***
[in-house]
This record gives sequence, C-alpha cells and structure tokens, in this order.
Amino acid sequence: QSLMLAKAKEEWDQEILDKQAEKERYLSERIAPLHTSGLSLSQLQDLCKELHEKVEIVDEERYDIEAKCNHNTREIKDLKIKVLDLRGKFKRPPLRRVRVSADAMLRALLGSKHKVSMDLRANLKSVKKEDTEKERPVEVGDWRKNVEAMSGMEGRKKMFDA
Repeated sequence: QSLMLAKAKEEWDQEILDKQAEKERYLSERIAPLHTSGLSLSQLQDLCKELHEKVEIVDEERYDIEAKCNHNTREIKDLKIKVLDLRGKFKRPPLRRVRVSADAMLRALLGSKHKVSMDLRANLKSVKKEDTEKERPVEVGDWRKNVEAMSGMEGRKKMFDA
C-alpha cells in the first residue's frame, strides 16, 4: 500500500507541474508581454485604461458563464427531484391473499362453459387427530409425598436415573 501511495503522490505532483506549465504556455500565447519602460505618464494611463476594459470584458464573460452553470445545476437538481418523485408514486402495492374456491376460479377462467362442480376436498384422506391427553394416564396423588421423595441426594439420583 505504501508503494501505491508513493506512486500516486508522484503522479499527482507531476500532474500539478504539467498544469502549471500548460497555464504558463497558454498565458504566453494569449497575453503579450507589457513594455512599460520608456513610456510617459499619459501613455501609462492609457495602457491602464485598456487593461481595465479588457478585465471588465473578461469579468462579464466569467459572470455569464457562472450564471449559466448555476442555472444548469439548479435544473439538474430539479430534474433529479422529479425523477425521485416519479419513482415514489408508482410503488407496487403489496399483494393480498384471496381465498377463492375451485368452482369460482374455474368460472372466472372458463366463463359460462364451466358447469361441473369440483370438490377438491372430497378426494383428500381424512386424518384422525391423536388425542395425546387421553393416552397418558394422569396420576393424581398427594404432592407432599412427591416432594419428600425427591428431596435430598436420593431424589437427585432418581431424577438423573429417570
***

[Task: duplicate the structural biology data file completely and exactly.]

[in-house]
This record gives sequence, C-alpha cells and structure tokens, in this order.
Amino acid sequence: QSLMLAKAKEEWDQEILDKQAEKERYLSERIAPLHTSGLSLSQLQDLCKELHEKVEIVDEERYDIEAKCNHNTREIKDLKIKVLDLRGKFKRPPLRRVRVSADAMLRALLGSKHKVSMDLRANLKSVKKEDTEKERPVEVGDWRKNVEAMSGMEGRKKMFDA
Repeated sequence: QSLMLAKAKEEWDQEILDKQAEKERYLSERIAPLHTSGLSLSQLQDLCKELHEKVEIVDEERYDIEAKCNHNTREIKDLKIKVLDLRGKFKRPPLRRVRVSADAMLRALLGSKHKVSMDLRANLKSVKKEDTEKERPVEVGDWRKNVEAMSGMEGRKKMFDA
C-alpha cells in the first residue's frame, strides 16, 4: 500500500507541474508581454485604461458563464427531484391473499362453459387427530409425598436415573 501511495503522490505532483506549465504556455500565447519602460505618464494611463476594459470584458464573460452553470445545476437538481418523485408514486402495492374456491376460479377462467362442480376436498384422506391427553394416564396423588421423595441426594439420583 505504501508503494501505491508513493506512486500516486508522484503522479499527482507531476500532474500539478504539467498544469502549471500548460497555464504558463497558454498565458504566453494569449497575453503579450507589457513594455512599460520608456513610456510617459499619459501613455501609462492609457495602457491602464485598456487593461481595465479588457478585465471588465473578461469579468462579464466569467459572470455569464457562472450564471449559466448555476442555472444548469439548479435544473439538474430539479430534474433529479422529479425523477425521485416519479419513482415514489408508482410503488407496487403489496399483494393480498384471496381465498377463492375451485368452482369460482374455474368460472372466472372458463366463463359460462364451466358447469361441473369440483370438490377438491372430497378426494383428500381424512386424518384422525391423536388425542395425546387421553393416552397418558394422569396420576393424581398427594404432592407432599412427591416432594419428600425427591428431596435430598436420593431424589437427585432418581431424577438423573429417570